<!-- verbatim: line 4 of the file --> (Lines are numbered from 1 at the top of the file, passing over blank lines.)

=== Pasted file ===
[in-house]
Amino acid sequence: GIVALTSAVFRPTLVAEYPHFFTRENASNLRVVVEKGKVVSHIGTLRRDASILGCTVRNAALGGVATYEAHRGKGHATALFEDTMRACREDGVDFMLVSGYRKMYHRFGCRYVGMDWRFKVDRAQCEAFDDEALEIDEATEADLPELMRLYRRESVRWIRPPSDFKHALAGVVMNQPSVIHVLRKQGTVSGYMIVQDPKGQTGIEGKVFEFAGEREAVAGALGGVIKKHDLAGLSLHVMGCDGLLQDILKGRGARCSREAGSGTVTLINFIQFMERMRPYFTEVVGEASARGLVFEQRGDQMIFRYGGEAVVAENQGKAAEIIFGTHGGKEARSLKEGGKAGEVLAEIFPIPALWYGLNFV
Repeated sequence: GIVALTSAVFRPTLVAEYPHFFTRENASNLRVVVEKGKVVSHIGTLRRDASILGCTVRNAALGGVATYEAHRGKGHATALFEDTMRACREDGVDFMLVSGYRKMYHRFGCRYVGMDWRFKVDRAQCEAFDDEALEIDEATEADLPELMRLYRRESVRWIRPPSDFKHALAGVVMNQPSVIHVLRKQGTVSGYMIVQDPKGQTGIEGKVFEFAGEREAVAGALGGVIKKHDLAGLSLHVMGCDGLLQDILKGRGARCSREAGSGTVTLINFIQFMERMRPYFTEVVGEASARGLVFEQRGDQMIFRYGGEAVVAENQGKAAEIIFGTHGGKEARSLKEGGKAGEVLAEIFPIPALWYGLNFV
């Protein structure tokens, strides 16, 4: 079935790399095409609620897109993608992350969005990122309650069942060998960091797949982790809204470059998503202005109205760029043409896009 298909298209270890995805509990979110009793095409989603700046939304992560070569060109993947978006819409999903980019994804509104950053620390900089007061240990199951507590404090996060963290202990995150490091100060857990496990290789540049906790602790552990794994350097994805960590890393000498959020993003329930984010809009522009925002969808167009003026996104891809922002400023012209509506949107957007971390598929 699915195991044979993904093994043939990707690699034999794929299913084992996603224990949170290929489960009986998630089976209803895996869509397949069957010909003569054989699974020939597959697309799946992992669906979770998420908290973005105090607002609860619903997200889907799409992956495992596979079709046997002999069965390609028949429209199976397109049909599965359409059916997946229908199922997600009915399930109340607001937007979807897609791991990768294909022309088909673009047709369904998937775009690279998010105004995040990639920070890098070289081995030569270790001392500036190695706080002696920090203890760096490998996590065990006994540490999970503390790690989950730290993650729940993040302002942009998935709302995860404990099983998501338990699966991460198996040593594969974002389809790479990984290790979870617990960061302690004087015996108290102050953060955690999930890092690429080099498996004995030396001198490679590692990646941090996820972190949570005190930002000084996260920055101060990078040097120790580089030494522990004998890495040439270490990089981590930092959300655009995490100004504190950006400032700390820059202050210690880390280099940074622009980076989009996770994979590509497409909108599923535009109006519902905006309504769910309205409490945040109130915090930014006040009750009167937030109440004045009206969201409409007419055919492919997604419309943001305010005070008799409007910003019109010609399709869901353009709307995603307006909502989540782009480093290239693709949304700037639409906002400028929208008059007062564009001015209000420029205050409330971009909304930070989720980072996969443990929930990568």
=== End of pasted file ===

């Protein structure tokens, strides 16, 4: 079935790399095409609620897109993608992350969005990122309650069942060998960091797949982790809204470059998503202005109205760029043409896009 298909298209270890995805509990979110009793095409989603700046939304992560070569060109993947978006819409999903980019994804509104950053620390900089007061240990199951507590404090996060963290202990995150490091100060857990496990290789540049906790602790552990794994350097994805960590890393000498959020993003329930984010809009522009925002969808167009003026996104891809922002400023012209509506949107957007971390598929 699915195991044979993904093994043939990707690699034999794929299913084992996603224990949170290929489960009986998630089976209803895996869509397949069957010909003569054989699974020939597959697309799946992992669906979770998420908290973005105090607002609860619903997200889907799409992956495992596979079709046997002999069965390609028949429209199976397109049909599965359409059916997946229908199922997600009915399930109340607001937007979807897609791991990768294909022309088909673009047709369904998937775009690279998010105004995040990639920070890098070289081995030569270790001392500036190695706080002696920090203890760096490998996590065990006994540490999970503390790690989950730290993650729940993040302002942009998935709302995860404990099983998501338990699966991460198996040593594969974002389809790479990984290790979870617990960061302690004087015996108290102050953060955690999930890092690429080099498996004995030396001198490679590692990646941090996820972190949570005190930002000084996260920055101060990078040097120790580089030494522990004998890495040439270490990089981590930092959300655009995490100004504190950006400032700390820059202050210690880390280099940074622009980076989009996770994979590509497409909108599923535009109006519902905006309504769910309205409490945040109130915090930014006040009750009167937030109440004045009206969201409409007419055919492919997604419309943001305010005070008799409007910003019109010609399709869901353009709307995603307006909502989540782009480093290239693709949304700037639409906002400028929208008059007062564009001015209000420029205050409330971009909304930070989720980072996969443990929930990568």